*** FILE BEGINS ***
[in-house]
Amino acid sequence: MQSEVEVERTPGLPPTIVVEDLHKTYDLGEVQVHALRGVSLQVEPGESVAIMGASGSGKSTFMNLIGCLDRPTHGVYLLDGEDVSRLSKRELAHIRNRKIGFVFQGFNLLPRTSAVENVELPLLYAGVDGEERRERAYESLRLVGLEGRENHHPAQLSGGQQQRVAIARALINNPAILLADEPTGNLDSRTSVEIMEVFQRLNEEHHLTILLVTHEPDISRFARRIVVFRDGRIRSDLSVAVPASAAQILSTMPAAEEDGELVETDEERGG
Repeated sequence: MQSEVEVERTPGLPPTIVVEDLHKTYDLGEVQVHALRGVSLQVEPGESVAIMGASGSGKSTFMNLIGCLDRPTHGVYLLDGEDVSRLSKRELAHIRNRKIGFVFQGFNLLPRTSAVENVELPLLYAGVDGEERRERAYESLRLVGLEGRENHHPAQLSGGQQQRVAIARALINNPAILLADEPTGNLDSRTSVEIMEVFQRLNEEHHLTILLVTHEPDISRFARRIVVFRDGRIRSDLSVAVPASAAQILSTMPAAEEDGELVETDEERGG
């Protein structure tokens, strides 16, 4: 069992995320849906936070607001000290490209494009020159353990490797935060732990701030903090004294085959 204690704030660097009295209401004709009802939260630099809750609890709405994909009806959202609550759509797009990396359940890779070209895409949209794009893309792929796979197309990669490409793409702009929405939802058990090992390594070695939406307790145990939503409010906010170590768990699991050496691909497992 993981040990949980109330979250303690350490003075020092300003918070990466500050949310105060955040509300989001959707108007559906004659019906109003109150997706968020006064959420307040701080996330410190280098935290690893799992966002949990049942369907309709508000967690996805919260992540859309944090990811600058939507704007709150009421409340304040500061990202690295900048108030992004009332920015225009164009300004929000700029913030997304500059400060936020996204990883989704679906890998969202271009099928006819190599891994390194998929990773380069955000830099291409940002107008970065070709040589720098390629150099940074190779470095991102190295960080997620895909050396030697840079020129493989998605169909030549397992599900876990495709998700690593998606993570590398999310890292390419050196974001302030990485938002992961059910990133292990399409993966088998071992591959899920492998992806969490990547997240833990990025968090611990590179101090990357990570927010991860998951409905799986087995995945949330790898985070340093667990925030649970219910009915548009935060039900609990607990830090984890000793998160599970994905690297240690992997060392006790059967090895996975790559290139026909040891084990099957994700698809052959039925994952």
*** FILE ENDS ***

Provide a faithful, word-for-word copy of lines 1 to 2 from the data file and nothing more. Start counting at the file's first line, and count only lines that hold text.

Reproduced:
[in-house]
Amino acid sequence: MQSEVEVERTPGLPPTIVVEDLHKTYDLGEVQVHALRGVSLQVEPGESVAIMGASGSGKSTFMNLIGCLDRPTHGVYLLDGEDVSRLSKRELAHIRNRKIGFVFQGFNLLPRTSAVENVELPLLYAGVDGEERRERAYESLRLVGLEGRENHHPAQLSGGQQQRVAIARALINNPAILLADEPTGNLDSRTSVEIMEVFQRLNEEHHLTILLVTHEPDISRFARRIVVFRDGRIRSDLSVAVPASAAQILSTMPAAEEDGELVETDEERGG